What’s the point of EVP?

evp as a popular part of the ghost hunt

Electronic Voice Phenomena (EVP) has become one of the most popular elements of a modern day ghost hunt often presented as solid evidence of the paranormal and even intelligent spirit communication. However, the reality is that EVP is a good distance from being anything close to solid evidence and has become nothing more than a crowd pleaser amongst many weekender ghost hunters seeking an experience of their own.

If this comes across as a little cynical then my apologies, but of the years I have personally placed confidence in EVP recordings as potential evidence and equally been witness to some of the most shockingly obvious misinterpretations of random sounds I could ever imagine. Sometimes reality can really be stranger than fiction.

I guess the first thing to look into is the possible reasons that EVP may have become so popular amongst ghost hunters. It certainly seems to be the go to approach during many ghost hunts, sometimes without a real justification other than just giving it a go at the location, to see what may be caught.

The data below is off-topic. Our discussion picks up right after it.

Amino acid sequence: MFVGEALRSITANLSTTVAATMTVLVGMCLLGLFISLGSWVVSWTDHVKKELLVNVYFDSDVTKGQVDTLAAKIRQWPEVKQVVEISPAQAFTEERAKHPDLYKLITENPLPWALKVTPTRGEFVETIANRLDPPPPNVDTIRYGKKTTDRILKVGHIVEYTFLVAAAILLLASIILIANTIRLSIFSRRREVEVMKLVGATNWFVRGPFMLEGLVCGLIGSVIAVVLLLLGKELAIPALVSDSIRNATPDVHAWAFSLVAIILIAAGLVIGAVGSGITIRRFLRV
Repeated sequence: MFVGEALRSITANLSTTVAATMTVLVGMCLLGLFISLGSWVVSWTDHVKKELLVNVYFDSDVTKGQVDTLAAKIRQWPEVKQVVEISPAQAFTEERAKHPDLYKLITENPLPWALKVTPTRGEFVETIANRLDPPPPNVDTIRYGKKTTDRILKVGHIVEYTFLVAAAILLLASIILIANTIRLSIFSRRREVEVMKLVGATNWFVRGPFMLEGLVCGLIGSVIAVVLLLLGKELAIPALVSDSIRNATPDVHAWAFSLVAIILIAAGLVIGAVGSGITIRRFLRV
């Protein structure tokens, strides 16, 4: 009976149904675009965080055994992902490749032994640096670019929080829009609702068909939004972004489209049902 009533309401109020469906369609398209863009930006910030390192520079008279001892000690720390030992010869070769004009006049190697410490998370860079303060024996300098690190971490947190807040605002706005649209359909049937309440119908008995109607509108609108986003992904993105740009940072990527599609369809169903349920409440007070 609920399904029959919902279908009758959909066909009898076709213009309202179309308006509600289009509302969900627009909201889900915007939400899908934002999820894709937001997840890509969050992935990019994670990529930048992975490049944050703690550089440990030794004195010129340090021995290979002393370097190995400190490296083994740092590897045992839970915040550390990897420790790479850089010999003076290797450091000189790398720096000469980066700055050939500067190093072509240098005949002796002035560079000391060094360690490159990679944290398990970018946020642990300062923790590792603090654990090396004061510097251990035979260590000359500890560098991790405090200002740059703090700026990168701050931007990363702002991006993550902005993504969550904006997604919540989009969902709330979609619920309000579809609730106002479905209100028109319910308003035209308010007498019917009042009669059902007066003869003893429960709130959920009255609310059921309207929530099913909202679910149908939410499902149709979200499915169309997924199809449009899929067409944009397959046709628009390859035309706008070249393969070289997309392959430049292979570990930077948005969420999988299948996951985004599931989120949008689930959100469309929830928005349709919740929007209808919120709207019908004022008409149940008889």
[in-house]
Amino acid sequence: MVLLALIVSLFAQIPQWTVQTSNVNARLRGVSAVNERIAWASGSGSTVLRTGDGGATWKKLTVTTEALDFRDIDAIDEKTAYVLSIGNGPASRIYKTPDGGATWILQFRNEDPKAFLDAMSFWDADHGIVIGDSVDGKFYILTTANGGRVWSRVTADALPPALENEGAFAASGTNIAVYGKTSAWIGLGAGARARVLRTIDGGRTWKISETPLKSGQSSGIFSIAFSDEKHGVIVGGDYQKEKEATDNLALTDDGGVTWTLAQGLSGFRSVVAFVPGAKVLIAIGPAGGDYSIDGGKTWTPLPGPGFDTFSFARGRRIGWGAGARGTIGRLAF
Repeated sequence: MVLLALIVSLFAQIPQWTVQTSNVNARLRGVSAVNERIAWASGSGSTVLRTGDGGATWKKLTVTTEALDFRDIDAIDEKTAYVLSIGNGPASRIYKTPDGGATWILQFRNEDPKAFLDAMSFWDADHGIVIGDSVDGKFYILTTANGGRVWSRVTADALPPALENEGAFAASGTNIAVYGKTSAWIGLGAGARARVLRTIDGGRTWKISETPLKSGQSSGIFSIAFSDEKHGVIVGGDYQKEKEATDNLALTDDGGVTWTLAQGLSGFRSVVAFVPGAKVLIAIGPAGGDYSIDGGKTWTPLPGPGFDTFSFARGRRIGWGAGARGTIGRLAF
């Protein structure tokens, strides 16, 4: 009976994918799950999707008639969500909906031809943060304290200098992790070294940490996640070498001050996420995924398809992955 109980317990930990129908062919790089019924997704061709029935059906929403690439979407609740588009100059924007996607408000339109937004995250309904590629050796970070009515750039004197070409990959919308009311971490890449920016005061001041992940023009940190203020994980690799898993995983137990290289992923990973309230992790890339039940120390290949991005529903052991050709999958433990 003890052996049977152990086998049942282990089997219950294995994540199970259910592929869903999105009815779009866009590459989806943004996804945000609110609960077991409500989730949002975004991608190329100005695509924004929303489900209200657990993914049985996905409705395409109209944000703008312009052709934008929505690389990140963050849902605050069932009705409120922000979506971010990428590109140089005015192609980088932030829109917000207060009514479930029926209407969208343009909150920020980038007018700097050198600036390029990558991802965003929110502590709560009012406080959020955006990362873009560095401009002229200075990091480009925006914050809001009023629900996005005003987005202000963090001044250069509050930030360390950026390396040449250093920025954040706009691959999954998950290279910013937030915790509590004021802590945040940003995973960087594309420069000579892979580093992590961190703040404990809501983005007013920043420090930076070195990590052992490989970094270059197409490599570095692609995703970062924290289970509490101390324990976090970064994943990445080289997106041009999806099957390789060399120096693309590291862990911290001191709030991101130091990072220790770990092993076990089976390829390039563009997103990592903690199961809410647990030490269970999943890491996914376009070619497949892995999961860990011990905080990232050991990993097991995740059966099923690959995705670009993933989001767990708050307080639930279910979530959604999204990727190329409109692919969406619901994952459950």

The obvious reason for utilising an EVP approach during a ghost hunt would be due to there being reports of possible audible phenomenon occurring at areas of the location. In which case it would make perfect sense to attempt to record something in order to try and capture the ghostly sounds that may have been reported. However, this is not always the case and leaning to utilising EVP approaches is more of an action to fill the quiet void of a vigil in room absent of light.

why lean towards evp techniques

So, why do many ghost hunters tend to lean towards EVP techniques then during their ghost hunts? Perhaps the answer can be found in some of their favourite paranormal reality TV shows? As far back as I can remember these TV programmes would include EVP during the show and that’s something that has certainly increased over the years. Originally they would conduct the ghost hunt and during one or two vigils they may utilise EVP techniques, but straight forward ones where they would simply ask a few questions leaving time to receive answers. Then that audio file would be reviewed along with other recordings, with potential ‘evidence’ being presented in the reveal at the end of the show.